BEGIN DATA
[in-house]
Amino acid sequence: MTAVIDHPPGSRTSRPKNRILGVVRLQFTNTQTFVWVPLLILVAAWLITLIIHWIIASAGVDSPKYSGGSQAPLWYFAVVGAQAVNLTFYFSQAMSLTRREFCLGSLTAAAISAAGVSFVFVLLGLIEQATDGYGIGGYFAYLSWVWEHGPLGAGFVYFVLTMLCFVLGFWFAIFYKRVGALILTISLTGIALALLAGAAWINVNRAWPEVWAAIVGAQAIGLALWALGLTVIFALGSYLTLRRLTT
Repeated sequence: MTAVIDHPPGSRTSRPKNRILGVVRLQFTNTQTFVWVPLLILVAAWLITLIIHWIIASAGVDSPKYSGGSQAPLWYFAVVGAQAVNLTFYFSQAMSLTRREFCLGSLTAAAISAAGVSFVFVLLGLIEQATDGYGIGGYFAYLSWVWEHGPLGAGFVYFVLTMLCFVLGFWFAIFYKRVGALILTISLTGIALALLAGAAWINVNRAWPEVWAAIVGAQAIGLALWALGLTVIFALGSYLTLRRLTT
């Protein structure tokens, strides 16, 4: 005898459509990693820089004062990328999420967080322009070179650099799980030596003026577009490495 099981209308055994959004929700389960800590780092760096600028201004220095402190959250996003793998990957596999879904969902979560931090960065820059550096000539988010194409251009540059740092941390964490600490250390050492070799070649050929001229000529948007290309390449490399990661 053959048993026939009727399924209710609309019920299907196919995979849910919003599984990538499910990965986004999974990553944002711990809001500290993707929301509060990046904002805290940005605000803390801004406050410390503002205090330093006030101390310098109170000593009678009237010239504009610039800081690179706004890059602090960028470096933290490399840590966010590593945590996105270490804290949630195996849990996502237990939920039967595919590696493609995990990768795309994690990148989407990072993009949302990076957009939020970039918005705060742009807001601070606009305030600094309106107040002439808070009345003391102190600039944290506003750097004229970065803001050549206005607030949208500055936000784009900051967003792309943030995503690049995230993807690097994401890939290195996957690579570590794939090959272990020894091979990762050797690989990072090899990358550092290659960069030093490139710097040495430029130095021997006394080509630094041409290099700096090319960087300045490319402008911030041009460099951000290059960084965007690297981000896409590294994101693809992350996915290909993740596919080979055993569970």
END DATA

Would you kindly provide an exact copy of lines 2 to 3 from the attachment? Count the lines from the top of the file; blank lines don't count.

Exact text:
Amino acid sequence: MTAVIDHPPGSRTSRPKNRILGVVRLQFTNTQTFVWVPLLILVAAWLITLIIHWIIASAGVDSPKYSGGSQAPLWYFAVVGAQAVNLTFYFSQAMSLTRREFCLGSLTAAAISAAGVSFVFVLLGLIEQATDGYGIGGYFAYLSWVWEHGPLGAGFVYFVLTMLCFVLGFWFAIFYKRVGALILTISLTGIALALLAGAAWINVNRAWPEVWAAIVGAQAIGLALWALGLTVIFALGSYLTLRRLTT
Repeated sequence: MTAVIDHPPGSRTSRPKNRILGVVRLQFTNTQTFVWVPLLILVAAWLITLIIHWIIASAGVDSPKYSGGSQAPLWYFAVVGAQAVNLTFYFSQAMSLTRREFCLGSLTAAAISAAGVSFVFVLLGLIEQATDGYGIGGYFAYLSWVWEHGPLGAGFVYFVLTMLCFVLGFWFAIFYKRVGALILTISLTGIALALLAGAAWINVNRAWPEVWAAIVGAQAIGLALWALGLTVIFALGSYLTLRRLTT